A year later, the Environmental Justice Action Task Force is ready to return to lawmakers with its recommendations.
In its first report, finalized earlier this week, the task force says the best way to prevent and eliminate inequalities in environmental health is to study the potential effects of policy across state agencies. That includes involving residents and Native American tribes and increasing the resources allocated for environmental health work.
For the first time in seven years, the Ute Water Conservancy District is raising its rates. The utility’s board of directors voted Wednesday [November 9, 2022] to approve a water rate hike and tap fee increase, saying it was doing so to cover increased costs since the last time rates were increased in 2016…
The district, which supplies water to about 88,000 customers in Mesa County, is increasing its monthly rate of $22 for the first 3,000 gallons to $25 for residential customers. It also is increasing by 15% its tiered rates for water usage above 3,000 gallons. The minimum rate and tiered rates for non-residential customers also will increase by 15%. The new rates are to go into effect starting in January, which customers will see on their February bills.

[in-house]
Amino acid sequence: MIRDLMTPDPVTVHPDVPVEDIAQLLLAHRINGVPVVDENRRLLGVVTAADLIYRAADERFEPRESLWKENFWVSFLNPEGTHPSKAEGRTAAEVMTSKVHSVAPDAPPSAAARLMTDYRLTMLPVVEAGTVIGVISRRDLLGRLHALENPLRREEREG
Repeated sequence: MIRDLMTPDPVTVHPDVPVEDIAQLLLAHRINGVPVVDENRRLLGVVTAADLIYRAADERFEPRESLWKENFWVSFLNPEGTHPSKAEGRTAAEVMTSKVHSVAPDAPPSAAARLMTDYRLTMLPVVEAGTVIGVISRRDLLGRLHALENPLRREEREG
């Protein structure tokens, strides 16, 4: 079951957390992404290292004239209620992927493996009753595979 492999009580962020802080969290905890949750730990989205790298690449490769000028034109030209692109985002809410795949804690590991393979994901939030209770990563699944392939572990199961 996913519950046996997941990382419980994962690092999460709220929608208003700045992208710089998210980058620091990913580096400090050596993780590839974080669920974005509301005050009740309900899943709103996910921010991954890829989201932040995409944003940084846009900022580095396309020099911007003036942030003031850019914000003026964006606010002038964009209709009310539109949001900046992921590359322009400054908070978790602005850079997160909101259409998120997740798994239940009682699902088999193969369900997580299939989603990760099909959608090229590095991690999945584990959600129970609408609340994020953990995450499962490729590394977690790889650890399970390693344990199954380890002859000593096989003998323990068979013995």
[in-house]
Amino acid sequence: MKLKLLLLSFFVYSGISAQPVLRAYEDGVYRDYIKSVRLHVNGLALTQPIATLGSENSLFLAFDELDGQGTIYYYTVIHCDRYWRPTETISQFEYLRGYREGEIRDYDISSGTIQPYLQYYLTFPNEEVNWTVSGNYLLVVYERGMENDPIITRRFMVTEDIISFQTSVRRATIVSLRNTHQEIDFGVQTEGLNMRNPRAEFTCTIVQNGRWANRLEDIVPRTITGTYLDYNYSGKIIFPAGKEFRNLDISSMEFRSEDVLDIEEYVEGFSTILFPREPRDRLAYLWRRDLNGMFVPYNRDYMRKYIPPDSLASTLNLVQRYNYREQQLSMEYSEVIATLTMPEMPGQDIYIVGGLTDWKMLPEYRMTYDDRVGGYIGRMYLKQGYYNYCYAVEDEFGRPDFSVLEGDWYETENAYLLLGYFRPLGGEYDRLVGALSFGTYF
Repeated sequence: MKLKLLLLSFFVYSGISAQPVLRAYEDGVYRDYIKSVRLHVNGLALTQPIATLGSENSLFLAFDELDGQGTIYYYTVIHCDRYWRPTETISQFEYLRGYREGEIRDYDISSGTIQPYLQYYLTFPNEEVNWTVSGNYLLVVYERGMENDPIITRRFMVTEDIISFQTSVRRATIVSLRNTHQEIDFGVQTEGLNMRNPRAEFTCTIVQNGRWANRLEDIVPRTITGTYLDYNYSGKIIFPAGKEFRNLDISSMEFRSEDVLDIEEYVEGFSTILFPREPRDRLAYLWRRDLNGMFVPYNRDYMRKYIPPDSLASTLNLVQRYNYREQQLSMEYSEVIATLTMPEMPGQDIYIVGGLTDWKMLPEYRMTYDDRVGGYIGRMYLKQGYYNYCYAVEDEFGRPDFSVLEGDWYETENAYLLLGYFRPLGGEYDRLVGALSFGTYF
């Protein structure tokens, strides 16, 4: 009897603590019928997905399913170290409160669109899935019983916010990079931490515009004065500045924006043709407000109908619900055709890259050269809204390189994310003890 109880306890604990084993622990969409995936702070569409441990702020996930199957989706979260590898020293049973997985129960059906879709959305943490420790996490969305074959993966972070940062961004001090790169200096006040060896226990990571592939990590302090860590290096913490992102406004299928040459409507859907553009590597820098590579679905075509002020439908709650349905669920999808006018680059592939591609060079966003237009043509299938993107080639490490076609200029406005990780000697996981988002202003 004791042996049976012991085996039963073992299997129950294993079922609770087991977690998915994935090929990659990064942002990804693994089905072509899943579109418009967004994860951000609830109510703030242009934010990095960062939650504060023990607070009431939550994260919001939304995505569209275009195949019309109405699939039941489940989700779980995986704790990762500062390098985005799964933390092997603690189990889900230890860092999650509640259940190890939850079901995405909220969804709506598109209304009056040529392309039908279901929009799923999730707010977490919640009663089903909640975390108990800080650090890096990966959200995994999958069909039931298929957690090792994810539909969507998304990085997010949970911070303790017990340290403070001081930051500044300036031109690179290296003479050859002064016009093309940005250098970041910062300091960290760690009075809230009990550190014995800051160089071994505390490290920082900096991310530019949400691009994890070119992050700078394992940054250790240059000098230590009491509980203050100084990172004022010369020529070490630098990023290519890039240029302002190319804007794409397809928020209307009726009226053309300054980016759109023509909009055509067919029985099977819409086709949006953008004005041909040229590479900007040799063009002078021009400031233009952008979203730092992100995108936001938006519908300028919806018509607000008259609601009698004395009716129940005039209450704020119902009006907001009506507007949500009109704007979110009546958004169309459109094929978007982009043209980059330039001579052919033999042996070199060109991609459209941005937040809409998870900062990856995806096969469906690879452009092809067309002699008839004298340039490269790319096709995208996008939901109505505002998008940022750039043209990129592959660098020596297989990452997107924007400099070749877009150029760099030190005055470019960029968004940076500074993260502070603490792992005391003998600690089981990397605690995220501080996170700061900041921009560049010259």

“The district’s primary sources of revenue is water sales,” the district said. “The revenue from water sales is expected to cover all operations, maintenance and replacement costs of the existing infrastructure while preparing for future demands and upgrades to the system.”